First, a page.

The US agreed to ease sanctions on Libya in 2003 in exchange for a promise by Moammar Gadhafi to abandon his country's nuclear program. Eight years later, however, Gadhafi was overthrown and killed by rebels backed by Washington.
Veronica Stracqualursi, CNN
Thursday: Europe Resists Iran Sanctions
Venting anger at President Trump, European leaders said Thursday they would take steps aimed at blunting the effects of the American sanctions he restored on Iran, which could penalize European companies doing business there.
At a European Union summit meeting in Sofia, Jean-Claude Juncker, the president of the European Commission, the bloc’s executive arm, said it would begin a legal process to prohibit companies based in the 28-member union from complying with the American sanctions.
“We should know that the effects of the announced American sanctions will not remain without consequences,” Mr. Juncker said. “We have a duty to protect our European companies.”
Mr. Trump’s Iran decision is part of a broader pattern of actions that have deeply frustrated America’s European allies. He also has threatened new tariffs, quit the Paris climate accord and, in their view, expressed disdain for multilateral diplomacy.
Their anti-Trump mood was reflected in a speech on Wednesday by Donald Tusk, president of the European Council, who denounced what he called the “capricious assertiveness of the American administration.”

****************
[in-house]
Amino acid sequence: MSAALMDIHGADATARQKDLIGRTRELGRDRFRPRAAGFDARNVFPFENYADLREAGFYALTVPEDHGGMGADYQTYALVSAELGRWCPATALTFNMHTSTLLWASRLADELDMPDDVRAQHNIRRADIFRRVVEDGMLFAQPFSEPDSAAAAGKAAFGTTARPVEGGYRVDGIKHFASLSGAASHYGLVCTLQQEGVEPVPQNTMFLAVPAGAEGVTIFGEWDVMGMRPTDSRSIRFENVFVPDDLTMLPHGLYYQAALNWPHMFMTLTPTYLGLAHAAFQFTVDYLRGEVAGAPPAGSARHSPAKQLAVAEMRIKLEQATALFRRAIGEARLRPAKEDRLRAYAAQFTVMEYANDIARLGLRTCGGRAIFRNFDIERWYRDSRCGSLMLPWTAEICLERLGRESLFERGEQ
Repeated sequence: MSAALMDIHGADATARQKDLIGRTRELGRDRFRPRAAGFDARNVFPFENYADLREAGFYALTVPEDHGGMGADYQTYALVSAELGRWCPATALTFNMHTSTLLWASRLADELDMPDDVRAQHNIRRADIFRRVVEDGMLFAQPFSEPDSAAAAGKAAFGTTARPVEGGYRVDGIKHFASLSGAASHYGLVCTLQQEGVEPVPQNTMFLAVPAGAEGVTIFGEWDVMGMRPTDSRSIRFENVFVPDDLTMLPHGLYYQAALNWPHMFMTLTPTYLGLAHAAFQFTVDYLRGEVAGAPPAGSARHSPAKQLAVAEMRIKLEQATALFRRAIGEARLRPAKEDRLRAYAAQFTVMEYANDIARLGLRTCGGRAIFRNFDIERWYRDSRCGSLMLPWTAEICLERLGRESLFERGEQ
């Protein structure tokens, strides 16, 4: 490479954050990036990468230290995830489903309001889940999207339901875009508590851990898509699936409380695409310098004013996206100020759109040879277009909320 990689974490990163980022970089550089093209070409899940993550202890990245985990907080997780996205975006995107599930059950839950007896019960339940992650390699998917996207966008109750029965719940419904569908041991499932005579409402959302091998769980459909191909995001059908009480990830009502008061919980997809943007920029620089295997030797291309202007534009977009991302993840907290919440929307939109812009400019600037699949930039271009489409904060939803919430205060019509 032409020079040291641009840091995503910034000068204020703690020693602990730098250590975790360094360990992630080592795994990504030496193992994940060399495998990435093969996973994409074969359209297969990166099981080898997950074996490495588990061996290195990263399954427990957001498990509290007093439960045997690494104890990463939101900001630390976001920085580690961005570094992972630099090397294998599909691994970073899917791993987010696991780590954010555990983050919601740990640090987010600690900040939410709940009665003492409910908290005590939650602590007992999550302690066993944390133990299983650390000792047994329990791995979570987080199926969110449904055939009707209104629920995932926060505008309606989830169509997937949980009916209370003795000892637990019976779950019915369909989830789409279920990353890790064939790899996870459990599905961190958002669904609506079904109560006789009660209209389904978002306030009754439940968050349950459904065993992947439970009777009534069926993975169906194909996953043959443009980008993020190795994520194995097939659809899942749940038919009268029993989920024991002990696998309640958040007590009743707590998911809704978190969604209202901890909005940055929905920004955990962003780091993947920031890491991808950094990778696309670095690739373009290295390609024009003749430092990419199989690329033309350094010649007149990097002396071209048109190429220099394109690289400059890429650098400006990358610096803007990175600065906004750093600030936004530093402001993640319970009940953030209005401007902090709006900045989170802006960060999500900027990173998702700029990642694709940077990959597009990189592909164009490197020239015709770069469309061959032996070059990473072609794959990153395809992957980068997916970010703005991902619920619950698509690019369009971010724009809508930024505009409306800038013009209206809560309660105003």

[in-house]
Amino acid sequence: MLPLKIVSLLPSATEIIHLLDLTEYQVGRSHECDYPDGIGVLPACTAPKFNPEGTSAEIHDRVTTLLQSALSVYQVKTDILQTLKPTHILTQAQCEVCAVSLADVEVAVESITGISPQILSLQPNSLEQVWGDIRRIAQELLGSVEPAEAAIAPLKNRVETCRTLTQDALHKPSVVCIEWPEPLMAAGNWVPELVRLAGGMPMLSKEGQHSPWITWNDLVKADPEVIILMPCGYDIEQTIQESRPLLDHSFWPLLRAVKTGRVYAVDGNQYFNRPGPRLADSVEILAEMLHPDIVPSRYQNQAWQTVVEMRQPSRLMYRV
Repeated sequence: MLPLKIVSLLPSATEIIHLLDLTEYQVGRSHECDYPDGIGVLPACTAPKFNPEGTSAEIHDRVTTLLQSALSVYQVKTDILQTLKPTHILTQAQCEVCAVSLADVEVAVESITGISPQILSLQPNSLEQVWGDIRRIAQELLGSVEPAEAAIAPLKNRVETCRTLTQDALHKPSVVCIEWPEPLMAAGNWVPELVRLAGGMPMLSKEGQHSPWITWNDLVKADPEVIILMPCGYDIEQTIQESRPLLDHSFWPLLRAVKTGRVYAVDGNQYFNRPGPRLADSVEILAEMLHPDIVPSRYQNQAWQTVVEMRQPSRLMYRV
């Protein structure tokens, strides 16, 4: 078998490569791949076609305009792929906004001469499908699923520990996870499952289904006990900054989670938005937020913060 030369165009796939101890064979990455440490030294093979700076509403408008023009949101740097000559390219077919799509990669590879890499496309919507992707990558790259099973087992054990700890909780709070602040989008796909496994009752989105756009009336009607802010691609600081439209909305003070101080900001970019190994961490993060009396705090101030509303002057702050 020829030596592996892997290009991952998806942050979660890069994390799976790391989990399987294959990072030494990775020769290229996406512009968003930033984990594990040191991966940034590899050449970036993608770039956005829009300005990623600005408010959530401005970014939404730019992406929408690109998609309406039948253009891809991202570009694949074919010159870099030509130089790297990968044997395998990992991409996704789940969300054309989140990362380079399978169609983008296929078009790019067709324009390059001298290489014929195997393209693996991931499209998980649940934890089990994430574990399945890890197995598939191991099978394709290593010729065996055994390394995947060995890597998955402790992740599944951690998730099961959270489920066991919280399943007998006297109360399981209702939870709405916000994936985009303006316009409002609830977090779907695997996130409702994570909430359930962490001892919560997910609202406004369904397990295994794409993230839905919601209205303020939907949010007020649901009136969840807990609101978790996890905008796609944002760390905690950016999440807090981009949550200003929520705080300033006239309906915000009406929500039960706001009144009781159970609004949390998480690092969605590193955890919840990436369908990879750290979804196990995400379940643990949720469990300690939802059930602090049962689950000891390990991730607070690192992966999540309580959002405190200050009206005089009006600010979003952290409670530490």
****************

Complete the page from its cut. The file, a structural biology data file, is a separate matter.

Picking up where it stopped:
Barbara Sunk, The New York Times
Friday: Texas Shooting Part of Regular Tragedies
In the aftermath of a shooting that left multiple people dead at a Texas high school, President Trump said Friday his administration would "do everything in our power" to protect students.
Trump has previously promised his administration would work on school safety before. Following the now infamous high school shooting in Parkland, Fla., the president met with students for an emotional forum in February. There, he promised tougher background checks and mental health screens for gun buyers.
And as more people have called for gun control in recent months, the Justice Department has proposed a ban on so-called bump stocks, which allow rifles to mimic machine guns. Bump stocks were used in last year's Las Vegas shooting massacre that left 58 people dead.
On average, there has been one school shooting a week in the United States in 2018 alone, according to CNN. But Trump doesn't tweet about every incident, and it's unclear why he comments on certain situations.
Jessica Estepa and Gregory Korte, USA Today
Saturday: Collusion Goes Beyond Russia
Russia isn’t the only country Donald Trump Jr. was open to meeting with about getting a boost for his father’s presidential campaign. According to a report from the New York Times on Saturday, the president’s son also met with an Israeli social media specialist and an emissary for the United Arab Emirates and Saudi Arabia who said the countries wanted to help Donald Trump win.